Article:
Looking at the materials I’d have available to me for the up-cycling project, I decided to use paperclips and tinfoil. After some brainstorming with friends, I landed on insects as the subject-matter; I felt the wiry nature of the paperclips lent themselves well to the construction of limbs. I also felt it best to take an abstract approach to the design of the insects, to leave room for creativity in their appearance.
I wanted the artifact mostly to serve as a sculpture, so there were no functionality considerations beyond the ability to stand upright and remain intact, which was a concern considering the process would mostly involve layering tinfoil. Having made several pages of sketches, I settled on a roughly horizontal figure, and a circular figure. Then came the task of soldering together paperclips to realize the designs.
The process proved to be quite arduous, since the only soldering station I had available was made for circuits, and I had no one there to assist me. It meant I spent most of the five hours or so figuring out how to hold up the paperclips in a way that I could solder them without pieces falling.
Once I’d finished the skeleton, I wrapped extra portions of solder around the joints for stability.
The next stage was the initial layer of tinfoil, during which, I took a liking to the contrast between the thin paperclip skeleton and the thickness of the surrounding tinfoil.
At this point, I felt a bit creatively stifled, I liked the look of the central portion, but couldn’t really keep it exposed if I wanted to build upward from the middle, which seemed to be my only option, so I made the sacrifice.
Again, this step brought about challenges, involving lots of trial and error in properly adhering the tinfoil to the skeleton. For the majority of the build, I added tinfoil in long strips, as that made it easiest to wrap around securely.
Although, for this step, I needed to use large squares to cover the entirety of the body, so the pieces would keep the legs stable.
From there, I wanted to build upwards, taking inspiration from
Hayao Miyazaki’s film Howl’s Moving Castle.
I particularly liked the ramshackle nature of the structure, how the parts felt somewhat cobbled together, highlighted by how it lurches along in the movie. I felt it would end up being a step away from my initial vision for the bugs, but I wasn’t married to that idea and thought this would be the most logical path forward.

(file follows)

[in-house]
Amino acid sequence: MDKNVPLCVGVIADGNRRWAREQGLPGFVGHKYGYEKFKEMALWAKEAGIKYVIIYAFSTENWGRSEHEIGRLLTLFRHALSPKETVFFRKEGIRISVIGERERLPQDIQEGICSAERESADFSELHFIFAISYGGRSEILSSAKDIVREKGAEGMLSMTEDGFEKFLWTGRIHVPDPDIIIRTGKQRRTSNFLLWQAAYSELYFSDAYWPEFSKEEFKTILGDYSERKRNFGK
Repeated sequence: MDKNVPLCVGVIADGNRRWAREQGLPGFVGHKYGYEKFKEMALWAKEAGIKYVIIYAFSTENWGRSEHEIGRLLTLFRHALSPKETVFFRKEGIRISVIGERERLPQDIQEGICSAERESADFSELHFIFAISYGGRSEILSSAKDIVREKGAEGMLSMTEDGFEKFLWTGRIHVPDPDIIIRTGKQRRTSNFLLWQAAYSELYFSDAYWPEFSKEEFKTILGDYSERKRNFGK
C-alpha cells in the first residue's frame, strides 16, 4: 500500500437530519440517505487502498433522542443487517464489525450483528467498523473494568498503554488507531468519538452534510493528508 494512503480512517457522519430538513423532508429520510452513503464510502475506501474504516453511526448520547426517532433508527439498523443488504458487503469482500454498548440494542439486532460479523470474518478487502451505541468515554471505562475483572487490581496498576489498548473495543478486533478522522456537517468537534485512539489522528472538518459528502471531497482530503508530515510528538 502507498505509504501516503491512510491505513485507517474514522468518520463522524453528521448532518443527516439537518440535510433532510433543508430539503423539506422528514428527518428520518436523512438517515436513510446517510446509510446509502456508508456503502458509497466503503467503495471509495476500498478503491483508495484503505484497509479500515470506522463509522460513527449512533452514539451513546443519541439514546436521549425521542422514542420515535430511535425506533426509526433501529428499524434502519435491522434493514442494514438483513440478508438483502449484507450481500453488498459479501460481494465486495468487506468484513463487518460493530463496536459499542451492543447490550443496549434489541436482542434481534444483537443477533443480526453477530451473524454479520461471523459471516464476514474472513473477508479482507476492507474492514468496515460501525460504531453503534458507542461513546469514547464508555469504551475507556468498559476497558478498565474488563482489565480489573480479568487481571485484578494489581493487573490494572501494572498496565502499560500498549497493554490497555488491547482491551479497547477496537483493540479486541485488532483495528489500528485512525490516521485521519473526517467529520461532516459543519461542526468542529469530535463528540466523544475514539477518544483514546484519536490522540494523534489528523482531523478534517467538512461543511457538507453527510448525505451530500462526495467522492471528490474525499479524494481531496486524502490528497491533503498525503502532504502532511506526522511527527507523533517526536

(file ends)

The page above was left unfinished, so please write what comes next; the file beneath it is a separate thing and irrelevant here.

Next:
On the topic of deviating from initial concepts, when comparing my perceived design process to my actual design process, I felt the two mirrored each other fairly closely.
Moving from initial concept to my final results usually involves three loops: first the push from my preliminary thoughts towards an idea I can realize, then addressing obstacles, either by perseverance (often creative solutions), or a slight alteration of my concept. In the process of this up-cycling project, I would say I didn’t have much difficulty in defining my initial concept, but over the course of the build, I found myself wanting to push in other directions, either out of practicality, or coming to realize that my first thoughts weren’t as interesting.
Utilizing the same structural principles, I secured vertical skeletons to assist with the initial vertical layering.
As before, the design underwent a number of iterations.
Going along, I settled on a branching tree structure; each of the main four branches had a paperclip spine.
Adding onto the branches had the same general rhythm of first wrapping a slender portion around the ends, then wrapping the middle and further wrapping the base such that the branch wouldn’t fall off due to the added weight.
Around this point, I came to a crossroads, wherein, I decided I wanted to commit fully to the tree aesthetic, and create a more realistic looking sculpture, opposed to the abstract, smooth limbs seen here.
This choice meant I wouldn’t have time to build the other insect, as finalizing the branches would prove to be fairly time consuming.
Past this image, I added a few more thin branches, but the structure was largely complete, leaving me with a large pile of scrap tinfoil, which is ironic given the nature of this project.
Functionally, I’d say my goals were achieved, considering it can stand upright as intended and no limbs are so loose that they’d break off without tampering. In some sense, I only completed half my initial goals, in that, I only made one “insect”, though making two was fairly ambitious and I was aware I might not be able to complete both.
Aesthetically, it’s a bit harder to pin down. Overall I’m satisfied with the look of the final artifact, even if I didn’t have a very specific vision going in. Moving forward, I doubt I’ll add anymore layers or alter it much past where its at right now, though I think I will keep it as a decorative sculpture.